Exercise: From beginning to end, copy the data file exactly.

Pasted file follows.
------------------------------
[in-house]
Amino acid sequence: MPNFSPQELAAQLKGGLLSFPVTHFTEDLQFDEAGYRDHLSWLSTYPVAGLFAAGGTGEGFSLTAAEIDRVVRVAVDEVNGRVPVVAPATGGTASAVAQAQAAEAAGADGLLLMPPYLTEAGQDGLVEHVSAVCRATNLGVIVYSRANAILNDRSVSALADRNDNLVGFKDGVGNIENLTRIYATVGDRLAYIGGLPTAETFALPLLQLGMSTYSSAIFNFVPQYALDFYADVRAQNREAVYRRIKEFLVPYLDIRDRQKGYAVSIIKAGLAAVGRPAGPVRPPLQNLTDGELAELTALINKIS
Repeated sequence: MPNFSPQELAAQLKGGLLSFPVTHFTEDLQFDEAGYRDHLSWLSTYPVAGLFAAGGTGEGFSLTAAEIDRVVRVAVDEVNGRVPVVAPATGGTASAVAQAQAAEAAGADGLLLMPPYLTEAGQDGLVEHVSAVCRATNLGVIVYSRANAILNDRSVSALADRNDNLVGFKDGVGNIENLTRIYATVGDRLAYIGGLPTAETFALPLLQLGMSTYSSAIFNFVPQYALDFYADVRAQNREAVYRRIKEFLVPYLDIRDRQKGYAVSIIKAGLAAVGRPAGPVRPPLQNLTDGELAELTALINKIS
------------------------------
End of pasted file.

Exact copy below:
[in-house]
Amino acid sequence: MPNFSPQELAAQLKGGLLSFPVTHFTEDLQFDEAGYRDHLSWLSTYPVAGLFAAGGTGEGFSLTAAEIDRVVRVAVDEVNGRVPVVAPATGGTASAVAQAQAAEAAGADGLLLMPPYLTEAGQDGLVEHVSAVCRATNLGVIVYSRANAILNDRSVSALADRNDNLVGFKDGVGNIENLTRIYATVGDRLAYIGGLPTAETFALPLLQLGMSTYSSAIFNFVPQYALDFYADVRAQNREAVYRRIKEFLVPYLDIRDRQKGYAVSIIKAGLAAVGRPAGPVRPPLQNLTDGELAELTALINKIS
Repeated sequence: MPNFSPQELAAQLKGGLLSFPVTHFTEDLQFDEAGYRDHLSWLSTYPVAGLFAAGGTGEGFSLTAAEIDRVVRVAVDEVNGRVPVVAPATGGTASAVAQAQAAEAAGADGLLLMPPYLTEAGQDGLVEHVSAVCRATNLGVIVYSRANAILNDRSVSALADRNDNLVGFKDGVGNIENLTRIYATVGDRLAYIGGLPTAETFALPLLQLGMSTYSSAIFNFVPQYALDFYADVRAQNREAVYRRIKEFLVPYLDIRDRQKGYAVSIIKAGLAAVGRPAGPVRPPLQNLTDGELAELTALINKIS